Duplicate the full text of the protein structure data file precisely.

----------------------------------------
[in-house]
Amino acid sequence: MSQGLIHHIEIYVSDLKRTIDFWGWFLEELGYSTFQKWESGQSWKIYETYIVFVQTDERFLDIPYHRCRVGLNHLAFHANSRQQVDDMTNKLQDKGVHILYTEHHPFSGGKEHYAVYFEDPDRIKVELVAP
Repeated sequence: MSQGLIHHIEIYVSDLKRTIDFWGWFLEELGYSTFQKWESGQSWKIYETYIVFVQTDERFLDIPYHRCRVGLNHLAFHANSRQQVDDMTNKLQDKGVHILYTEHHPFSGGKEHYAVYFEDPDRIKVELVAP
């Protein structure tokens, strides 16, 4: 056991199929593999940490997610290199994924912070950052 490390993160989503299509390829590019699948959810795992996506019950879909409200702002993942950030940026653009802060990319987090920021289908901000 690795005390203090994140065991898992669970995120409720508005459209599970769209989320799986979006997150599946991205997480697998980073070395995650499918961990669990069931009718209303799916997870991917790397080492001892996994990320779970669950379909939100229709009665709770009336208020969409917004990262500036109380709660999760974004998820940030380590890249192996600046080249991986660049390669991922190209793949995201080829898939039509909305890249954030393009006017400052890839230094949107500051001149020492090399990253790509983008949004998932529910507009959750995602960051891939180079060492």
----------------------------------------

[in-house]
Amino acid sequence: MSQGLIHHIEIYVSDLKRTIDFWGWFLEELGYSTFQKWESGQSWKIYETYIVFVQTDERFLDIPYHRCRVGLNHLAFHANSRQQVDDMTNKLQDKGVHILYTEHHPFSGGKEHYAVYFEDPDRIKVELVAP
Repeated sequence: MSQGLIHHIEIYVSDLKRTIDFWGWFLEELGYSTFQKWESGQSWKIYETYIVFVQTDERFLDIPYHRCRVGLNHLAFHANSRQQVDDMTNKLQDKGVHILYTEHHPFSGGKEHYAVYFEDPDRIKVELVAP
């Protein structure tokens, strides 16, 4: 056991199929593999940490997610290199994924912070950052 490390993160989503299509390829590019699948959810795992996506019950879909409200702002993942950030940026653009802060990319987090920021289908901000 690795005390203090994140065991898992669970995120409720508005459209599970769209989320799986979006997150599946991205997480697998980073070395995650499918961990669990069931009718209303799916997870991917790397080492001892996994990320779970669950379909939100229709009665709770009336208020969409917004990262500036109380709660999760974004998820940030380590890249192996600046080249991986660049390669991922190209793949995201080829898939039509909305890249954030393009006017400052890839230094949107500051001149020492090399990253790509983008949004998932529910507009959750995602960051891939180079060492």